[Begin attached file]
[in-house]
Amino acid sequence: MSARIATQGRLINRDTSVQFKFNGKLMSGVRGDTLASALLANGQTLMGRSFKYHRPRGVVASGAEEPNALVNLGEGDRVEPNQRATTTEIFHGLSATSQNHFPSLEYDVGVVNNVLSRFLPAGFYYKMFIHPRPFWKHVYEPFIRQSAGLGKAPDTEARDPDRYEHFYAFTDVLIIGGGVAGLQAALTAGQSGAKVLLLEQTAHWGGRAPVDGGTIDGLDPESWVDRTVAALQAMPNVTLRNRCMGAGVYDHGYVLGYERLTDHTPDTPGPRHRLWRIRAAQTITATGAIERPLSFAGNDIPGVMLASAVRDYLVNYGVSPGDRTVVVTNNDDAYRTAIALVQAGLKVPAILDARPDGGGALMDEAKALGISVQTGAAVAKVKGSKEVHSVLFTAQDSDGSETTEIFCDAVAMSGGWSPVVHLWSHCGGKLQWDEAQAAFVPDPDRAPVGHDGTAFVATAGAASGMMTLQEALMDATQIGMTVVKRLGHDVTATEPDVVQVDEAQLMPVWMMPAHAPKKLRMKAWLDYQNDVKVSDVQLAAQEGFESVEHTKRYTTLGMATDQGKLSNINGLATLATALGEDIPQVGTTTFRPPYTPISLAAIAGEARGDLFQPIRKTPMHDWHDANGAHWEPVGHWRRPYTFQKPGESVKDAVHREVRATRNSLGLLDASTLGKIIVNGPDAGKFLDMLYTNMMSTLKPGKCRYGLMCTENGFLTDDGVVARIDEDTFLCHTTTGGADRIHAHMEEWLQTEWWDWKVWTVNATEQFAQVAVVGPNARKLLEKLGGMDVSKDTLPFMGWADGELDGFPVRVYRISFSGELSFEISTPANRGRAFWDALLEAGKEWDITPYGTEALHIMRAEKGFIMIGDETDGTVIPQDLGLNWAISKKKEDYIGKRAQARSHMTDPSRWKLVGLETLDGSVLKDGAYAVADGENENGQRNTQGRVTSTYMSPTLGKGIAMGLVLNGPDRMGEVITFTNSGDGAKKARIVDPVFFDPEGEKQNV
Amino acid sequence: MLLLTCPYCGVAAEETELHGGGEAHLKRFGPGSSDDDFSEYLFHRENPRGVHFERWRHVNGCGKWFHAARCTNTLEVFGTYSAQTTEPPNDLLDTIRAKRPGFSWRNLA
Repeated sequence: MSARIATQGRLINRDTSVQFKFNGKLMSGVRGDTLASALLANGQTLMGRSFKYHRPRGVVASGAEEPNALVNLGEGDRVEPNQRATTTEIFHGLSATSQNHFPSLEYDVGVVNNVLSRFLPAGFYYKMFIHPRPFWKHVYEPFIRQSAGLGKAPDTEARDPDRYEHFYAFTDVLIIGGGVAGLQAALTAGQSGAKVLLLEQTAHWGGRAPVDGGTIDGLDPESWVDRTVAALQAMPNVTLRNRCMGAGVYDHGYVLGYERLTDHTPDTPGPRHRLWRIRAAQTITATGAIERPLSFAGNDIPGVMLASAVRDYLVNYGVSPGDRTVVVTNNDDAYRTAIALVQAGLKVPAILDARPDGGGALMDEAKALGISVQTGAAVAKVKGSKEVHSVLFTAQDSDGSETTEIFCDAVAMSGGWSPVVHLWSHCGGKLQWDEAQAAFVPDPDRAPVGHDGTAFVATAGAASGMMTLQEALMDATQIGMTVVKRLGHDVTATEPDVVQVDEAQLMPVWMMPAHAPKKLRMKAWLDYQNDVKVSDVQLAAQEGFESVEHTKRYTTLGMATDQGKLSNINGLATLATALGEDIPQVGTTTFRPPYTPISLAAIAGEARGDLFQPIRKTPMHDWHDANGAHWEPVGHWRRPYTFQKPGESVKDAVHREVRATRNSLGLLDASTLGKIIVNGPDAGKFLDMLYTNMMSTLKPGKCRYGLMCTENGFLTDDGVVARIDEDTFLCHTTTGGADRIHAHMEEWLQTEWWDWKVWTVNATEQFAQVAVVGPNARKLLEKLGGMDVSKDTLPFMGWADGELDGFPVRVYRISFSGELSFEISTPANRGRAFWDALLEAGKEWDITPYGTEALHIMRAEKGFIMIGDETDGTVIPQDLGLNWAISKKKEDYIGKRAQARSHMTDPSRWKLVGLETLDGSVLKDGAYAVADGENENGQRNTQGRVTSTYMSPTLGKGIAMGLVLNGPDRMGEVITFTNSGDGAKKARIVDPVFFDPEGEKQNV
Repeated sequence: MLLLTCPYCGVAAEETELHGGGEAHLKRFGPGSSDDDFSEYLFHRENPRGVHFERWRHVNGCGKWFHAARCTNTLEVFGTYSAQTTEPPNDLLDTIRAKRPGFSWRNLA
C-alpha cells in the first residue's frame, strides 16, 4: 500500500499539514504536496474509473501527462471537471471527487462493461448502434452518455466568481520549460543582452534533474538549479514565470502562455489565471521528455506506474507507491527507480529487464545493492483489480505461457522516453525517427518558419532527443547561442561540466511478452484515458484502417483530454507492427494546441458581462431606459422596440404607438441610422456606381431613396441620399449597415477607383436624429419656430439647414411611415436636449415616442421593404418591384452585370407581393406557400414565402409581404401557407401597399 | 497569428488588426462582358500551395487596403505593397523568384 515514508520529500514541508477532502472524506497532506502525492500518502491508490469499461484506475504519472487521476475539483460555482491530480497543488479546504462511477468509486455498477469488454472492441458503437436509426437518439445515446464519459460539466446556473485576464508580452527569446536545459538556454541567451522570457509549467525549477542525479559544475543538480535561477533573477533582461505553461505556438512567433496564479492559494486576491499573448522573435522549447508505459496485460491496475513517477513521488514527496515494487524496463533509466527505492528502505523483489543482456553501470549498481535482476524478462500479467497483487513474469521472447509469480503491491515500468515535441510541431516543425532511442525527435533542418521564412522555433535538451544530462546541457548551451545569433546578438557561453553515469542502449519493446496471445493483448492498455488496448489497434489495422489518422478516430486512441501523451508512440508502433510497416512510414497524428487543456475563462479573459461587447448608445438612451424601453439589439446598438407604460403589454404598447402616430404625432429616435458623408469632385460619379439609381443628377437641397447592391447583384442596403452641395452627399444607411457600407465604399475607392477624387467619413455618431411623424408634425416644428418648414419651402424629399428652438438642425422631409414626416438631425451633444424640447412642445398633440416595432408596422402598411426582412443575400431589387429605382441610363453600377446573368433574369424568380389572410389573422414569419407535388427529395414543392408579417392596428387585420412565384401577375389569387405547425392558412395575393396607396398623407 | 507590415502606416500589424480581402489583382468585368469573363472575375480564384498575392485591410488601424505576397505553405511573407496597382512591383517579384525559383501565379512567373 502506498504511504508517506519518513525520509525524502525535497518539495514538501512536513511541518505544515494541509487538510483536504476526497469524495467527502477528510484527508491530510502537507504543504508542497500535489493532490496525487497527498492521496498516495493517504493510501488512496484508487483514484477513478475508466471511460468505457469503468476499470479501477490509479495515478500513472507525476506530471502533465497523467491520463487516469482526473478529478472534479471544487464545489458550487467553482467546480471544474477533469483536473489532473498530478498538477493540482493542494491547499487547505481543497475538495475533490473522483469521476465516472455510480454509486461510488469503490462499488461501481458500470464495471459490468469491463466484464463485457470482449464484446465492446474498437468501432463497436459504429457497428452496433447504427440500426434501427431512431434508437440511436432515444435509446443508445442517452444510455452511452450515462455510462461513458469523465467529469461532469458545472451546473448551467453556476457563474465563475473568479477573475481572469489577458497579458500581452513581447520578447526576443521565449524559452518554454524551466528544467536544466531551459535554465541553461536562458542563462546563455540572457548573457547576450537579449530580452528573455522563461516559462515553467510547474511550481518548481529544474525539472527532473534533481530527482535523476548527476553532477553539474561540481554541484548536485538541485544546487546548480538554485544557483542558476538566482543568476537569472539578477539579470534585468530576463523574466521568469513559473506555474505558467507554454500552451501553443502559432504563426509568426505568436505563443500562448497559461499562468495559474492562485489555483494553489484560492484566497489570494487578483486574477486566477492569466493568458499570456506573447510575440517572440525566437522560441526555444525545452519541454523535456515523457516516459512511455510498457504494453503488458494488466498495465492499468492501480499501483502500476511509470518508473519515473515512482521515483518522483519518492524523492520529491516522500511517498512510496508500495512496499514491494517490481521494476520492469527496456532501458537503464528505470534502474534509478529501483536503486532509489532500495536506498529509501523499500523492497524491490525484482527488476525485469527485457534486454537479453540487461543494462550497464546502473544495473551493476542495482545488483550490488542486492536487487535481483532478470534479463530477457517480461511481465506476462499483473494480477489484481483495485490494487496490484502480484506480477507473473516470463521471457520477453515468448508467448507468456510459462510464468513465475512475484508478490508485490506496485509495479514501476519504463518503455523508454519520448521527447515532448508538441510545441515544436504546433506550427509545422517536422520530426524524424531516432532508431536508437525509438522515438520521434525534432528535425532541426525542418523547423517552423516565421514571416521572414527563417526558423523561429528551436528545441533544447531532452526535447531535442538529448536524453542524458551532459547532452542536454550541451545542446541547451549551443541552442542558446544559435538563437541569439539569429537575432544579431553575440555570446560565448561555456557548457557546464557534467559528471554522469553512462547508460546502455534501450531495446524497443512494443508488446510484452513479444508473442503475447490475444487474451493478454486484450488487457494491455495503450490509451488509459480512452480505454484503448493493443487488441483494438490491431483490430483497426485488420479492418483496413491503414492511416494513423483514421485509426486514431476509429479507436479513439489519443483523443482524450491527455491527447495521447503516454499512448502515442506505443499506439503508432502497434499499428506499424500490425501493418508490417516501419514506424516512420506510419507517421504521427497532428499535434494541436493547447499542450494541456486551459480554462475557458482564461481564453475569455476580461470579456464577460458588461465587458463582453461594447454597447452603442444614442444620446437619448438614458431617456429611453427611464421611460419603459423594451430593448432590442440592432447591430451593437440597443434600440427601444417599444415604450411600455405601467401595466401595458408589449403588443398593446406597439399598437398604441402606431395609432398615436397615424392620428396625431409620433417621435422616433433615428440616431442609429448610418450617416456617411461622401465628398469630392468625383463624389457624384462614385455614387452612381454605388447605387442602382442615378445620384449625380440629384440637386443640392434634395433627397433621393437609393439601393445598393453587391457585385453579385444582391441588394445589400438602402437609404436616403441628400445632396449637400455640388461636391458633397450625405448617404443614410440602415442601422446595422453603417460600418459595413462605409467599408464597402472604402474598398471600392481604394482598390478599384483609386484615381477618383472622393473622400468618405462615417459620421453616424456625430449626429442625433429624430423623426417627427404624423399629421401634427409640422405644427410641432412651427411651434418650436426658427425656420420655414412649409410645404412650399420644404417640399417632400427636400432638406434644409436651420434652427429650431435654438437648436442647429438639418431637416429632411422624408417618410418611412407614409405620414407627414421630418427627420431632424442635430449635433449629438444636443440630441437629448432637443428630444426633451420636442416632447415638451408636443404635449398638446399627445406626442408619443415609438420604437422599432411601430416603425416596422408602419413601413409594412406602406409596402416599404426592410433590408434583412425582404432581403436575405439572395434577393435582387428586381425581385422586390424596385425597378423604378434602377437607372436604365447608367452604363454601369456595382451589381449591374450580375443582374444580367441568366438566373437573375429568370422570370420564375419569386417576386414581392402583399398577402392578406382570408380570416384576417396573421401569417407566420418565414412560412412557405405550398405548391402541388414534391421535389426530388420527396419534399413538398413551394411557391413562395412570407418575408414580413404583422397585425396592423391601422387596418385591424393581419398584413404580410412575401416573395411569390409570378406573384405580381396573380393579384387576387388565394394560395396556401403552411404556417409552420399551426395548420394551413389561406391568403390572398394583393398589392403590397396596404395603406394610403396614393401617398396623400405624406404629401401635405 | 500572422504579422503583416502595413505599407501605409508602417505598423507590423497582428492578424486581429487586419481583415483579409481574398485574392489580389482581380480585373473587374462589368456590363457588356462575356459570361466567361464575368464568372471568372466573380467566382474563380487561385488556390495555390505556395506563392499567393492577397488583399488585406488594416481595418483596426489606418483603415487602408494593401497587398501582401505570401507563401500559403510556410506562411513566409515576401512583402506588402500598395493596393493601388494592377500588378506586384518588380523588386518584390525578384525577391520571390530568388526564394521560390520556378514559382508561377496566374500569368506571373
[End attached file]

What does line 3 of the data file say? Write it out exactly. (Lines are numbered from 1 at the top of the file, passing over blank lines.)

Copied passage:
Amino acid sequence: MLLLTCPYCGVAAEETELHGGGEAHLKRFGPGSSDDDFSEYLFHRENPRGVHFERWRHVNGCGKWFHAARCTNTLEVFGTYSAQTTEPPNDLLDTIRAKRPGFSWRNLA